Ray Gun Magazine
Reefer Madness Lights Up the Stage
by Natalie Nichols
At first it was about high concept, not a higher purpose. When television writers Kevin Murphy and Dan Studney decided to turn the 1936 propaganda film Reefer Madness into a campy rock musical, Murphy explains "we thought it would be funny."
But the play, which opened April 28 at the Equity-Waiver Hudson Backstage Theatre in Hollywood, quickly acquired a perfect subtext for our truth-is-out-there times. Through their research, the pair discovered stories about newspaper magnate William Randolph Hearst and other 1930s billionaires who conspired to inflame public fears about "marihuana" -- through alarmist articles and government strawmen -- in order to stop hemp production that threatened their own paper and synthetics industries. The original film reflects that paranoia, warning parents about "killer weed" through the unintentionally hilarious tale of wholesome teens gone to seed after just a few puffs.
Though loosely faithful to that storyline, the new Reefer Madness pushes a radically different message in a staging that's equal parts Oklahoma! and Sweeney Todd.
"Our take is more like beware of bullshit, rather than pro-pot or even pro-hemp," says Murphy. Disingenuous? Not really. When Murphy expresses amazement at "the huge underground network" of marijuana/hemp information on the internet, echoing the gee-whiz guilelessness of Madness protagonist Jimmy Harper, it's apparent these guys aren't card-carrying cannabis-heads. "It could have been 'Communist Madness' or 'Jesus Madness,'" he continues, 'or even 'Democrat and Republican Madness,' anything in which one side demonizes the other."
While the '30s film warned parents to "protect the children, because they can't think for themselves," notes Studney, the musical update says "think for yourself," whether it's about drugs, sex, or what the meaning of "is" is. Rather than "the bluehairs," as he puts it, who normally attend musicals, the production is aimed at the younger audiences who have been discovering the joys of musical theatre via Hedwig and the Angry Inch and recent stage revivals of The Rocky Horror Show.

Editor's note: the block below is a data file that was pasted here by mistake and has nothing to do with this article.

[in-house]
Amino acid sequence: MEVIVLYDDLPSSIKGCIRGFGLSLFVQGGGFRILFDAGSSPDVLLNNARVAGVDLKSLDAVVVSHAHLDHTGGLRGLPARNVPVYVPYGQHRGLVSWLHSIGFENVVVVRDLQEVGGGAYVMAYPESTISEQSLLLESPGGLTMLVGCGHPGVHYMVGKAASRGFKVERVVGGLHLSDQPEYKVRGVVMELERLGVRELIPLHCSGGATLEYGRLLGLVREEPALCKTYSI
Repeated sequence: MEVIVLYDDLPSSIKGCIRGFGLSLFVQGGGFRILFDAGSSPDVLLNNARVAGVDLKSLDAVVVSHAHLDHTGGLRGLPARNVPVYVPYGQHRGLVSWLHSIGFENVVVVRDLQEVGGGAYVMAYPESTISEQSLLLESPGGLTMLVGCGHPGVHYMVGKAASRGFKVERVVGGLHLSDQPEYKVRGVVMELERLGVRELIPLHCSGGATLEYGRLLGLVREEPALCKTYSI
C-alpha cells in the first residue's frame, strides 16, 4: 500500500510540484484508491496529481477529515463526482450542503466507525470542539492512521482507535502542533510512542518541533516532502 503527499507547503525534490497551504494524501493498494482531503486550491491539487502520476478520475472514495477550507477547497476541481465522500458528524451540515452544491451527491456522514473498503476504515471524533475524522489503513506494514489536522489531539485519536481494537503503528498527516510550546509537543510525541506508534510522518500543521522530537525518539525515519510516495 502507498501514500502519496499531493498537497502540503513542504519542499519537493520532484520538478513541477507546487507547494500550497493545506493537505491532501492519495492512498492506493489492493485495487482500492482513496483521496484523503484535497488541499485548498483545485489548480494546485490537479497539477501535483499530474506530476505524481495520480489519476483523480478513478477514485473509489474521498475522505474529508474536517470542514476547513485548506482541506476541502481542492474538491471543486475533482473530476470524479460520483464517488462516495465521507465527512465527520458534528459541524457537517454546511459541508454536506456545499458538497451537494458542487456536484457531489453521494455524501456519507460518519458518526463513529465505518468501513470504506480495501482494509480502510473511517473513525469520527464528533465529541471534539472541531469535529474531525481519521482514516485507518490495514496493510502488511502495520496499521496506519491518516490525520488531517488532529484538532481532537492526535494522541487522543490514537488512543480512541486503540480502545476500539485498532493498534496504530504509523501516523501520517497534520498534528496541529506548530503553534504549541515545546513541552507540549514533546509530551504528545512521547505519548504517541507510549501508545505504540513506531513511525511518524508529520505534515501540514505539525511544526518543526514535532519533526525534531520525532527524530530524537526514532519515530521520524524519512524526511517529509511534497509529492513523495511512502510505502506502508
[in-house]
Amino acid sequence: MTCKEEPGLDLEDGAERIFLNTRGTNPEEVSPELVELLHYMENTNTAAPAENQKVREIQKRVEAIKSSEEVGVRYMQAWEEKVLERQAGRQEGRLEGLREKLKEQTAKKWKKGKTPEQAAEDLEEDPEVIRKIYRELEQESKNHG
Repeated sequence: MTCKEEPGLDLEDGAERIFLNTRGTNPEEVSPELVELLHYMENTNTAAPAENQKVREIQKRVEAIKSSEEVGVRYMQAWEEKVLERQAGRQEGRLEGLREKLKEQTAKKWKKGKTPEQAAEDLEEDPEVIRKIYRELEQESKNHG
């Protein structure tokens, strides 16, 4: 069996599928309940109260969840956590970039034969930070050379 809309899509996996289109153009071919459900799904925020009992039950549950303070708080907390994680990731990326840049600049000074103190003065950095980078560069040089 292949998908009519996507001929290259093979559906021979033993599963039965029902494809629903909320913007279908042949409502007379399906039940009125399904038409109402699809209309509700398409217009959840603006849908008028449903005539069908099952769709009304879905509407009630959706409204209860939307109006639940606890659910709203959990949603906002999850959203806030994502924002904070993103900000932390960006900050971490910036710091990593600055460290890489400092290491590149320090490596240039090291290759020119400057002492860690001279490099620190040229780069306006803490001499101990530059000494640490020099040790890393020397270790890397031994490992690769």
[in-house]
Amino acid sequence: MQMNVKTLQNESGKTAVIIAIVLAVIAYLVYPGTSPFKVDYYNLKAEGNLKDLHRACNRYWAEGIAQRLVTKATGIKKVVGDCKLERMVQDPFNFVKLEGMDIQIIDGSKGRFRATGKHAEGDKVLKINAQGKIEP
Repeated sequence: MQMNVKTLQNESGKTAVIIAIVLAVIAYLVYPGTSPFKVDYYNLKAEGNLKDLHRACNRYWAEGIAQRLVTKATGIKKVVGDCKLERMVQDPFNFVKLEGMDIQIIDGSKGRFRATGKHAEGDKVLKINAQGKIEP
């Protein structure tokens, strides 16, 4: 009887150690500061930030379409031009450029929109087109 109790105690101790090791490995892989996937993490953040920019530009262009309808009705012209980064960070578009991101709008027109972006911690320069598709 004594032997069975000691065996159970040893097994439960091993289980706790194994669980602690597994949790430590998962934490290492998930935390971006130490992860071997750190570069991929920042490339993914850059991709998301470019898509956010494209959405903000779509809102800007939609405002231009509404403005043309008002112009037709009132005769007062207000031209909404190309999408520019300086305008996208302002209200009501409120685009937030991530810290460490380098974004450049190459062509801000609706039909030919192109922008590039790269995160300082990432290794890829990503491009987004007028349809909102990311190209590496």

To snare the "South Park" set, along with live rock music, late-night performances and a relatively low ticket price, they've ratcheted up the sex-and-violence quotient with simulated orgies, horrible beatings, demonic sex acts and even cannibalism, making the original's then-racy "Play faster!" piano scene seem even quainter. In another modern twist, the character of The Lecturer not only narrates this cautionary tale, but also insinuates himself into it by playing several roles.
"The Lecturer is a little man who's found his cause, and it gives him glory," says Studney. "He's jumping in everywhere: he's the Mom, he's the Dad, he's the Goat-Man. It starts to seem like maybe he's enjoying it too much."
Fortunately, the actors are charismatic and properly deadpan, and their well-honed comic timing helps sell such over-the-top bits as "The Monkey Song," in which a chastened Jimmy (played by adorable up-and-comer Christian Campbell) literally dukes it out, WWF-style, with his addiction. From the deliciously cast Harry S. Murphy -- who created the role of Monicagate prosecutor Ken Starr for the LA production Starr-Struck, a Musical Investigation -- to Tony nominated vet Robert Torti (as Jack the reefer-den king, and Jesus Himself), all the players revel in the absurdity, giving the production the surreal zest of Rocky Horror.
With the in-your-face glee of that stage-to-screen spectacular, Reefer Madness features such un-subtle dramatic devices as "The Placard Girl," who periodically flashes such ripped-from-Hearst-headlines omens as "Reefer Gets You Raped and You Won't Care!" Other lessons loom large when Jimmy's well-meaning parents spew racist nonsense about dope, also taken nearly verbatim from Hearst papers, and when the actors quote disinformation by public officials all the way up to William Jefferson Clinton.
Yet Murphy and Studney are strangely coy about their own positions on marijuana. "It should be obvious from our work," says Studney. Murphy is only slightly more forthcoming: "I can definitely say it's not as bad as it's portrayed in the play."
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